Verhandelingen van de Koninklijke Academie voor Geneeskunde van België vol:72 issue:3-4 pages:149-163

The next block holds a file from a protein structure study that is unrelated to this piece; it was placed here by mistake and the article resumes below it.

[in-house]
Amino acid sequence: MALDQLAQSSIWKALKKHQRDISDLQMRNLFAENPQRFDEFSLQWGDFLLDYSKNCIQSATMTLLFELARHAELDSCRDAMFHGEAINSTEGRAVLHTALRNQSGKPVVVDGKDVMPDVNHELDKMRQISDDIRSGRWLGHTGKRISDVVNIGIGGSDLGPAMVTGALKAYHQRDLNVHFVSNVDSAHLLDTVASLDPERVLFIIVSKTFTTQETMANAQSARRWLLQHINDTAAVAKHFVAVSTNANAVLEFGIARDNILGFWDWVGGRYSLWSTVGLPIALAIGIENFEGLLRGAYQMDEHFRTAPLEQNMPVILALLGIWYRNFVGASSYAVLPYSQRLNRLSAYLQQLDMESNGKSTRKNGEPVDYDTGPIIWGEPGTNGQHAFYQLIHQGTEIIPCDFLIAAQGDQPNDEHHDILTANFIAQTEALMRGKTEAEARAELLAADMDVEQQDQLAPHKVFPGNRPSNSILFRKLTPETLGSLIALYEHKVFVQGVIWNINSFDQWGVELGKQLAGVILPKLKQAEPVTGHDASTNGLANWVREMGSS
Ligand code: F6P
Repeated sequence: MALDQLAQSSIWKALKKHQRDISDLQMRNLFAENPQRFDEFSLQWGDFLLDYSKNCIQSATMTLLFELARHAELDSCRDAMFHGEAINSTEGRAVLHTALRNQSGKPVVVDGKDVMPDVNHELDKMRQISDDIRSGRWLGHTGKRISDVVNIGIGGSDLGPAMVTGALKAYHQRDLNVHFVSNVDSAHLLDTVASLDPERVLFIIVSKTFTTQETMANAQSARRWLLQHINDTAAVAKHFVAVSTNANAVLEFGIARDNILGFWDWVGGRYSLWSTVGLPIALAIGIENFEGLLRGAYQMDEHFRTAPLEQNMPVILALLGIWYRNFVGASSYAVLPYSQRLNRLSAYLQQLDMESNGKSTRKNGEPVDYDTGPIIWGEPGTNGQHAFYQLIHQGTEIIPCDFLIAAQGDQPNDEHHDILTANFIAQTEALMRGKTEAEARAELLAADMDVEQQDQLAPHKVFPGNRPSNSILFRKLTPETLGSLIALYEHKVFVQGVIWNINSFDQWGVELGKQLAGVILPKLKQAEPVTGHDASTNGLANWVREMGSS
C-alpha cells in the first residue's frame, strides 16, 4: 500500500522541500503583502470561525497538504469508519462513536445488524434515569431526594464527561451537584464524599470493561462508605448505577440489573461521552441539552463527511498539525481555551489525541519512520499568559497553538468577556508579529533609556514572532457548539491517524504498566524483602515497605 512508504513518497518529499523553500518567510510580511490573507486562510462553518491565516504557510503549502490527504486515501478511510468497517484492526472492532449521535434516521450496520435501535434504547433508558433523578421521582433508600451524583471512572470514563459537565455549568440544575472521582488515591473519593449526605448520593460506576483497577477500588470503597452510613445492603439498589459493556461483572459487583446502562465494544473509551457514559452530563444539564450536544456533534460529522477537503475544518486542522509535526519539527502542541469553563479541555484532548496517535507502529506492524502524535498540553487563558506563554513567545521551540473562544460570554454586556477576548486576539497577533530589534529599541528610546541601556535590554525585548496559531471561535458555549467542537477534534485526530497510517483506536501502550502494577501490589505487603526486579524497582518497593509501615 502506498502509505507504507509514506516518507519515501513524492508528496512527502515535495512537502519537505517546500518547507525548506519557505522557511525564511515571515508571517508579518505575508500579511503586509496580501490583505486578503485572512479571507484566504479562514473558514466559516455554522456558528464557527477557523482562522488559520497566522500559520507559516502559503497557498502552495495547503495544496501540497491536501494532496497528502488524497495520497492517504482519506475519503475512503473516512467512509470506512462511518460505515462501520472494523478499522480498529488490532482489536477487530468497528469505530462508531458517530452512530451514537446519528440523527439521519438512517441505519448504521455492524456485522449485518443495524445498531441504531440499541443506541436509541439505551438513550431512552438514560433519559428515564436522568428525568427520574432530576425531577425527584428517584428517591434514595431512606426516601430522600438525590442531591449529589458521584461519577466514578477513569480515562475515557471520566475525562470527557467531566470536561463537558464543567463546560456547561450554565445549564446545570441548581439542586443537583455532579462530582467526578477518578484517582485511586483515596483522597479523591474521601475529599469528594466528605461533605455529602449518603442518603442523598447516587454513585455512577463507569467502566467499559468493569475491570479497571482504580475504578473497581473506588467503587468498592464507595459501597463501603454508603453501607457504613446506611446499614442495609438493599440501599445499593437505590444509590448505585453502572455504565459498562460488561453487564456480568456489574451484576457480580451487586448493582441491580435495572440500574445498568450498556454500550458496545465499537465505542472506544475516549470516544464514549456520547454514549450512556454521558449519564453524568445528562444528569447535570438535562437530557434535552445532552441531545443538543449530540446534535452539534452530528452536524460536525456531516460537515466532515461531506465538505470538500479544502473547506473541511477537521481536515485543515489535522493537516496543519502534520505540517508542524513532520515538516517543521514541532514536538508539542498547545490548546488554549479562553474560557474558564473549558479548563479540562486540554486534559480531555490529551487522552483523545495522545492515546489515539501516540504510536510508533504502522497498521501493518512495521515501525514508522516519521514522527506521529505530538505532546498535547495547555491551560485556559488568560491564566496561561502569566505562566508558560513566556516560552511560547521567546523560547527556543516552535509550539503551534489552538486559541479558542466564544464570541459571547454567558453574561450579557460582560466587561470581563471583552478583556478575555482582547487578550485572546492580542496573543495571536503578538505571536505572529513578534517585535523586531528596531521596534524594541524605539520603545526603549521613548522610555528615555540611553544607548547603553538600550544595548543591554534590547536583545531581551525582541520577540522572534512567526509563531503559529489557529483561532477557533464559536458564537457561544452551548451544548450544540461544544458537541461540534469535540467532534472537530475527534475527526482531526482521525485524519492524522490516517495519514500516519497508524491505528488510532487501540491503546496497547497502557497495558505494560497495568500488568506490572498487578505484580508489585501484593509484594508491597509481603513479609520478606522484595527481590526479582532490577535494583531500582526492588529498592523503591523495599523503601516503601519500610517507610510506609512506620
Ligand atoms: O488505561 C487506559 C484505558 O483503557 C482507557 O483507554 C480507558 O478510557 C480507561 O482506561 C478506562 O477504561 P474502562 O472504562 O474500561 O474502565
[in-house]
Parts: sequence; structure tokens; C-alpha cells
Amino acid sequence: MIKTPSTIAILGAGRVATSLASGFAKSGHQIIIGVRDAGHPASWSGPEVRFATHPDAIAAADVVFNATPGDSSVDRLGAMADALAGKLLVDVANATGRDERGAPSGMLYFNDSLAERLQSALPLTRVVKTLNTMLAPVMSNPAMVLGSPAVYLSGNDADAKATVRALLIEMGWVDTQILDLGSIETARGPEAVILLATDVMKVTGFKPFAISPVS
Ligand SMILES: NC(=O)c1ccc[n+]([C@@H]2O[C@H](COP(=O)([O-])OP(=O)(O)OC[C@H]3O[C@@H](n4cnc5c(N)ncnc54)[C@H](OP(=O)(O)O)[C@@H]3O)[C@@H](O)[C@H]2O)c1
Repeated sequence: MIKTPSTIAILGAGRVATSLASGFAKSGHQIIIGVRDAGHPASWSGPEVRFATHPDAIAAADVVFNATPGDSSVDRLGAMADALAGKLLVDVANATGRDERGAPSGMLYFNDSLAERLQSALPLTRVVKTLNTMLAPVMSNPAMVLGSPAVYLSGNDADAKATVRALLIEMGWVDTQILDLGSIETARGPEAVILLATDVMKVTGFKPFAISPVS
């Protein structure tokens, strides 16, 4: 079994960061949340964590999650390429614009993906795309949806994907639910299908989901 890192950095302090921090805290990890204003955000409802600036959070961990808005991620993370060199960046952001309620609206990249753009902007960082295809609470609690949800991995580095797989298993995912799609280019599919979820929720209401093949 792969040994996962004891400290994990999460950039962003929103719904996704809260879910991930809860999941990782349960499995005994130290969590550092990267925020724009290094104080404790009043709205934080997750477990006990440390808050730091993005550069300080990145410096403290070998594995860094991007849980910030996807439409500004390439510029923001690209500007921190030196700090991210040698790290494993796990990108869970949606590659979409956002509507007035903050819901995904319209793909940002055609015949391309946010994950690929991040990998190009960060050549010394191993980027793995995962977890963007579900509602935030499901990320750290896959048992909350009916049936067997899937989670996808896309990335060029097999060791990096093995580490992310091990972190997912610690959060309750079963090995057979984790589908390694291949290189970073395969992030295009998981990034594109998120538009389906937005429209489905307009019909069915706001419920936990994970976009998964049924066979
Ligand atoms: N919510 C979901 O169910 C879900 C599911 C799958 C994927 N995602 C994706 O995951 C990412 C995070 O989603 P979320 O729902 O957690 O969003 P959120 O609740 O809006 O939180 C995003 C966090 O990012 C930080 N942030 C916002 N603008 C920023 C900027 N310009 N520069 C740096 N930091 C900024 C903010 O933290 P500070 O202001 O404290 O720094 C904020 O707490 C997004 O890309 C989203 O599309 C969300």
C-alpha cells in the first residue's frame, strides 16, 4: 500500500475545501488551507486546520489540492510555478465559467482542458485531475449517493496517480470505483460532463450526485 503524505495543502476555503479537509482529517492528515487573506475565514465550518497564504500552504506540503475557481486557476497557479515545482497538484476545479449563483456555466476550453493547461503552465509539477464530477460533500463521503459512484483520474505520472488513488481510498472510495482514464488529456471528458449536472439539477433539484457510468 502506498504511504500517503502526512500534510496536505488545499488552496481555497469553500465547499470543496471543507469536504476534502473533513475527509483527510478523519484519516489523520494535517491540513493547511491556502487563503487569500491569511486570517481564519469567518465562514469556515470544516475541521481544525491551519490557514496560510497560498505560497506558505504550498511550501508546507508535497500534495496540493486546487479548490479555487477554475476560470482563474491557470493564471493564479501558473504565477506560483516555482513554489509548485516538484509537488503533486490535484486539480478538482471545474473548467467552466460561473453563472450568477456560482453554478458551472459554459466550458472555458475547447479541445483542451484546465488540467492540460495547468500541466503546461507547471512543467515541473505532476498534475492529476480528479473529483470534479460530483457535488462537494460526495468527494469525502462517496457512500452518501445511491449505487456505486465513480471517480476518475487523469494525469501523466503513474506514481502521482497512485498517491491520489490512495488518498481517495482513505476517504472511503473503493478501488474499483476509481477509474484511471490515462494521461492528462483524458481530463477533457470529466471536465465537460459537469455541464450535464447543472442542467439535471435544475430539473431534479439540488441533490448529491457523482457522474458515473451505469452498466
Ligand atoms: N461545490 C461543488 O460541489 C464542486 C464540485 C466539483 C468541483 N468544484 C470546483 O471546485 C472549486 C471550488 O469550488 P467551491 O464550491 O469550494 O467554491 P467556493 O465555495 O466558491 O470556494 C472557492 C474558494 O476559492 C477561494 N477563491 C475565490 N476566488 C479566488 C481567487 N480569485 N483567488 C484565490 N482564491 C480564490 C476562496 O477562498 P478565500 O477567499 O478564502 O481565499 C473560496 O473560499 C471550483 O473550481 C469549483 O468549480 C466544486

Critically ill patients face a high risk of death, which is mostly due to non-resolving multiple organ failure. The plethora of endocrine and metabolic disturbances that hallmark critical illness may play a key role. The major part of our research performed during the period 2004-2009 focused on the disturbed glucose metabolism that commonly develops during critical illness. The onset of this research interest was the landmark randomized clinical study on strict blood glucose control (80-110 mg/ dl) with intensive insulin therapy performed by Prof. Van den Berghe and our clinical team members. This study, published in 2001 in the New England Journal of Medicine, showed reduced morbidity and improved survival with intensive insulin therapy versus toleration of hyperglycemia up to 215 mg/dl. This review summarizes our findings in both patients and animal models on mechanisms contributing to the clinical benefits of strict blood glucose control. Intensive insulin therapy appeared to lower blood glucose levels by ameliorating insulin sensitivity and stimulation of glucose uptake in skeletal muscle, whereas hepatic insulin resistance was not affected. The therapy also improved the lipid profile and the immune response and attenuated inflammation. Maintenance of strict normoglycemia appeared essentially most important, rather than elevating insulin levels. Avoiding hyperglycemia protected the endothelium and the mitochondria. In our animal model, nutritional interventions counteracted the hypercatabolic state of critical illness and insulin improved myocardial contractility, but only when normoglycemia was maintained. Interestingly, we identified the adipose tissue as a functional storage depot for toxic metabolites during critical illness.